After the examination
- There will still be some barium retained in the bowel and your motions will appear whitish in colour for a couple of days.
- Barium can occasionally cause constipation, so we recommend that you drink plenty of fluids afterwards. If you feel it necessary, you may take a mild laxative to get rid of the remaining barium but please seek advice from your GP or pharmacist.
- You can eat and drink normally after the examination. Eating a high fibre diet like bran or wholemeal bread can help but the main thing is to drink plenty of fluids.
- If you have problems with your heart or water retention, you may not be able to drink this much safely. If in doubt or you find you become breathless or your legs swell up, contact your GP.
What are the risks associated with a defecating proctogram?
Proctograms are generally regarded as a very safe test and problems rarely occur. Potential complications are uncommon and include:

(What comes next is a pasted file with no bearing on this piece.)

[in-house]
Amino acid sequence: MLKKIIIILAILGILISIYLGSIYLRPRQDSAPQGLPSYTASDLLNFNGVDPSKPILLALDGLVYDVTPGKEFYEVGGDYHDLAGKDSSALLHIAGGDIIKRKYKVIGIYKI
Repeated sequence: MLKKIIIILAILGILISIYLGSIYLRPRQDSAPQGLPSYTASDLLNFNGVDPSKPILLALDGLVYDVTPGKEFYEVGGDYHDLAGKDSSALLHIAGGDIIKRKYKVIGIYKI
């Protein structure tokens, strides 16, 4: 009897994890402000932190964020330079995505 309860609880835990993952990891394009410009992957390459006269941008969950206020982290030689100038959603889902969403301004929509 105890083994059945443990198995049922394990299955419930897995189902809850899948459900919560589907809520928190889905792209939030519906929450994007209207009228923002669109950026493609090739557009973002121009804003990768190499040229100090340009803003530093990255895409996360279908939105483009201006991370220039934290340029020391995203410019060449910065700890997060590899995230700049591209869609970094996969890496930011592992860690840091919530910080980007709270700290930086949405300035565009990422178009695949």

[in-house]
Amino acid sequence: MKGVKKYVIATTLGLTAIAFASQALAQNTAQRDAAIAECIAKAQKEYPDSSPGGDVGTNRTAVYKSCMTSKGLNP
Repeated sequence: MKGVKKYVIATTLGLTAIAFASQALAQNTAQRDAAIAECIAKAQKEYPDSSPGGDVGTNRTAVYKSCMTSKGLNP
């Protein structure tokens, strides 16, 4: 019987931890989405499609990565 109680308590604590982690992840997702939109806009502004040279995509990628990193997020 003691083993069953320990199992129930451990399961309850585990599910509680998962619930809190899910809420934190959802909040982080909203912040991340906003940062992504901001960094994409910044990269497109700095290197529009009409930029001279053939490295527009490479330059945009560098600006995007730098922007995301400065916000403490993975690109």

- We need to make you aware the barium we use for this procedure is described as “off-label”. This means the medicine has a license for investigating some conditions but the manufacturer of the medicine has not applied for a license for it to be used to investigate your condition. “Off-label” medicines are only used after careful consideration and in your case the barium is quite safe for this particular examination.
- Pain, discomfort or a feeling of fullness when the paste is introduced. Occasionally, if pain is part of your symptoms, this pain may be replicated by this procedure.